When Dr. Beverly Walters, chair of the Seaside Institute, recently introduced author Chris Crowley as the kick-off speaker for its “Aging in Place” program, a voice shot out from the audience. “You should call it Aging in Motion,” Crowley piped up, wasting no time to proselytize for his cause — vigorous exercise for longevity and better quality of life.
“Don’t do it because it’s good for you. Do it because you want to be yourself,” the New York Times best-selling author told the crowd at Seaside’s Assembly Hall.
Crowley’s direct, upbeat approach has turned the 80-year-young former attorney into a sought-after evangelist for the life-extending health benefits of exercise. Peppering his message with off-the-cuff humor, he emphasized the science behind aerobic exercise and strength training as an antidote to aging, saying, “If the science doesn’t motivate you, then just think of it as your job. The pay is amazing.”
Crowley’s books — “Younger Next Year, Younger Next Year for Women, Thinner This Year” and, released this month, “Younger Next Year: The Exercise Book” — all co-authored with internist Dr. Henry Lodge, have become a boomer’s bible to “living like 50 until you’re 80 and beyond.”
A key component in Crowley’s arsenal for waging the “Revolution in Aging” is connection and commitment — avoiding isolation and staying involved in community. He cited Seaside as “the ideal setting for living a healthy lifestyle” and applauded Seaside town founder Robert Davis for driving home his vision of a multi-generational, walkable community. Crowley admitted that before being invited to speak at the Seaside Institute, he had never heard of it.
“I’m stunned to discover Seaside,” he says. “The town itself promotes a better quality of life.”
After a three-day visit, including a book signing event at Sundog Books, a reception at the home of retired neurosurgeon Walters, and a bike tour on the 30-A bike path, Crowley blogged that Seaside “may be the most interesting and important small town in America, the center and inspiration for a real revolution in urban planning and living.” He described the town as “a vibrant and life-enhancing center for the revolt against the sterility of modern suburban models.” This “tract life” alienates suburban families from civic centers and cultural activities and forces them to spend much of their time in cars.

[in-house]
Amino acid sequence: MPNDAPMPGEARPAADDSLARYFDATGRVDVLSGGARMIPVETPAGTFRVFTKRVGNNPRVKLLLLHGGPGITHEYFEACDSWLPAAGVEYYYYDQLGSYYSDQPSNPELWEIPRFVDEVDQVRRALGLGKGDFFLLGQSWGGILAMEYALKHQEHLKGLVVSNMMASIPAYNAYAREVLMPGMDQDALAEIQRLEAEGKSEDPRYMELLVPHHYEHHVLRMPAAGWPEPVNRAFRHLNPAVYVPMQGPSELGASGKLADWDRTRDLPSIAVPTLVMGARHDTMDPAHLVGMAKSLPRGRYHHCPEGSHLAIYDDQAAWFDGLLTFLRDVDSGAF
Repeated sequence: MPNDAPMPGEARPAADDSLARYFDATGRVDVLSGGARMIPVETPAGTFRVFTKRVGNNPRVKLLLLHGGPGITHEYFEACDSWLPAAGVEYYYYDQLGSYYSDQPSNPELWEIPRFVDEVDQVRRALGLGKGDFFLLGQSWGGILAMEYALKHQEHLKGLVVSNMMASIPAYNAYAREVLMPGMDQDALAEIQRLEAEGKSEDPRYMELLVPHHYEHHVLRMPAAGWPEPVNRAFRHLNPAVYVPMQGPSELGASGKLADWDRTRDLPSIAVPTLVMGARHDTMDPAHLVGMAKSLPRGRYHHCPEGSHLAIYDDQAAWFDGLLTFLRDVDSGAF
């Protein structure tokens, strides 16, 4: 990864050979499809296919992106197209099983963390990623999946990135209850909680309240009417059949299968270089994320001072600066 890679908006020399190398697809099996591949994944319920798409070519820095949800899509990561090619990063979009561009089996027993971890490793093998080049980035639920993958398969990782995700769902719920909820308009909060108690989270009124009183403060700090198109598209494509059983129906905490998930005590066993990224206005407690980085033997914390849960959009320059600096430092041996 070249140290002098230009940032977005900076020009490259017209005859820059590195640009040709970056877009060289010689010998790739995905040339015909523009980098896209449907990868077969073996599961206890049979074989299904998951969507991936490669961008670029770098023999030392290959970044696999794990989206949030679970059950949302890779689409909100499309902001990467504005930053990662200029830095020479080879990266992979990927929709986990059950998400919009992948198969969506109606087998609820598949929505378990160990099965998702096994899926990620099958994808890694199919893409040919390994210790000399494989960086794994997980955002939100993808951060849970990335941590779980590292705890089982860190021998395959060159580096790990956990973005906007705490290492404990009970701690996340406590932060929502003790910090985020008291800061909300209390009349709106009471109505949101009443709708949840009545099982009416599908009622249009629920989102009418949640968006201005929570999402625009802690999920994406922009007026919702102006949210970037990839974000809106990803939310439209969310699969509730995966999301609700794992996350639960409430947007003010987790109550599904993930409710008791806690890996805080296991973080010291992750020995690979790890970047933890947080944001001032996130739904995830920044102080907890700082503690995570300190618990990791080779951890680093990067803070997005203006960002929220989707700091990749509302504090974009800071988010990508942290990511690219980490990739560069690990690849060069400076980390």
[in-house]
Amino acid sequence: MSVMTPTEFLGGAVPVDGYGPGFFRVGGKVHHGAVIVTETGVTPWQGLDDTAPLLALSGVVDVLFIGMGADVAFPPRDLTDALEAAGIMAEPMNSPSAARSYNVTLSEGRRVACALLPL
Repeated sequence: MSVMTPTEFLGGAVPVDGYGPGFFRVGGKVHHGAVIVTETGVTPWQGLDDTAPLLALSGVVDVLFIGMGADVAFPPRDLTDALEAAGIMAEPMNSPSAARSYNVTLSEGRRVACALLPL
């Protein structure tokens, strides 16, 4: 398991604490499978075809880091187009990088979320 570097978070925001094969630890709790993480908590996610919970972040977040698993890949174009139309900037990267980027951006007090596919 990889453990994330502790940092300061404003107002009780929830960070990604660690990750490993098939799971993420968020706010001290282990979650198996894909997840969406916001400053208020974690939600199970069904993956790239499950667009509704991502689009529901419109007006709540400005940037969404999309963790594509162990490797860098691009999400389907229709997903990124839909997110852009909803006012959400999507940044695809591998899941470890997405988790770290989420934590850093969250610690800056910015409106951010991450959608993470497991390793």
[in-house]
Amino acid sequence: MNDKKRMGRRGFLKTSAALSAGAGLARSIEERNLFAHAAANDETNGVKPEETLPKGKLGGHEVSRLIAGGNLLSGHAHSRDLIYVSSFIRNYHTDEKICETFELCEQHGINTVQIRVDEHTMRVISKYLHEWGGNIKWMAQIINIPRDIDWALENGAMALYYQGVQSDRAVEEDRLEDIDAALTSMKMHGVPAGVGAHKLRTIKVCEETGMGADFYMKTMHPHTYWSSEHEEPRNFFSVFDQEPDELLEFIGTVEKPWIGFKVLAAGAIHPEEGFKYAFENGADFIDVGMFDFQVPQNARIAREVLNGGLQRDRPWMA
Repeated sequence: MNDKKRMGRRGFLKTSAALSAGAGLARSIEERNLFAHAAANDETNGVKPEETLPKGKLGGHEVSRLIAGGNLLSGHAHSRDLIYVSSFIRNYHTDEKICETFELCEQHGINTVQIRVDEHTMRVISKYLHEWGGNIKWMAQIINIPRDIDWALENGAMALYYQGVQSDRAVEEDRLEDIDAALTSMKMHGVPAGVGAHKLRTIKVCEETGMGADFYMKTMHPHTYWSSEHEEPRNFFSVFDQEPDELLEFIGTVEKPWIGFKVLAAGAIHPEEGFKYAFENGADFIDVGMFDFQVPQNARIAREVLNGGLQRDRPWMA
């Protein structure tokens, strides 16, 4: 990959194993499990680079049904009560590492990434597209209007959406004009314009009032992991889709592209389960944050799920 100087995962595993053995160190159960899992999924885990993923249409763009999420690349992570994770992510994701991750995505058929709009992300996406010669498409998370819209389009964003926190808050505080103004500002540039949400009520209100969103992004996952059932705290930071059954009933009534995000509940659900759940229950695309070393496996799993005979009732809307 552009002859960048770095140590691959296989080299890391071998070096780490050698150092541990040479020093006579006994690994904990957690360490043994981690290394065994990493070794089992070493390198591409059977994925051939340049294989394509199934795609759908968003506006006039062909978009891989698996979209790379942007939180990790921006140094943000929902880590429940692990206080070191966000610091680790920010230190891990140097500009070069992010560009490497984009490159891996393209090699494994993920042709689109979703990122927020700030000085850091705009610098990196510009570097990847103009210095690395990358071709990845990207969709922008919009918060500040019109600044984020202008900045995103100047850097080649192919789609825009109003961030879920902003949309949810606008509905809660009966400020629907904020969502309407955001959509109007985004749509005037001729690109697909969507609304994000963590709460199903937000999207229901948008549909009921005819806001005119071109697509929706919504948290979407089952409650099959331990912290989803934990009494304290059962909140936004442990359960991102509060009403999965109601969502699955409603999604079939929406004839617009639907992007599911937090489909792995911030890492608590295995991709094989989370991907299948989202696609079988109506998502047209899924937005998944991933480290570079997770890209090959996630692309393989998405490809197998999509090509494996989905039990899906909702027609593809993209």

By contrast, he says new urbanism communities like Seaside cultivate a climate where “coffee in the morning or a drink at the end of the day are a chance to watch the floating opera of everyday life parading before you.” Crowley likens Seaside to Greenwich Village, Paris, New England villages and hill towns of Tuscany. “This place is cozy, intellectual, alive. And people flock to be here. Everyone from architect Robert A.M. Stern to the Prince of Wales rhapsodizes about it.” He praised the Seaside Institute’s efforts to further sharpen the town’s focus on fitness, health and aging well through its new Aging in Place program.
Upcoming program plans include speakers and workshops focusing on actively and gracefully aging in a multi-generational community. For information on 2016 Aging in Place events, check the Seaside Institute’s program schedule at seasideinstitute.org.
See Chris Crowley’s blog about Seaside at http://youngernextyear.com/redneck-rivieranot/.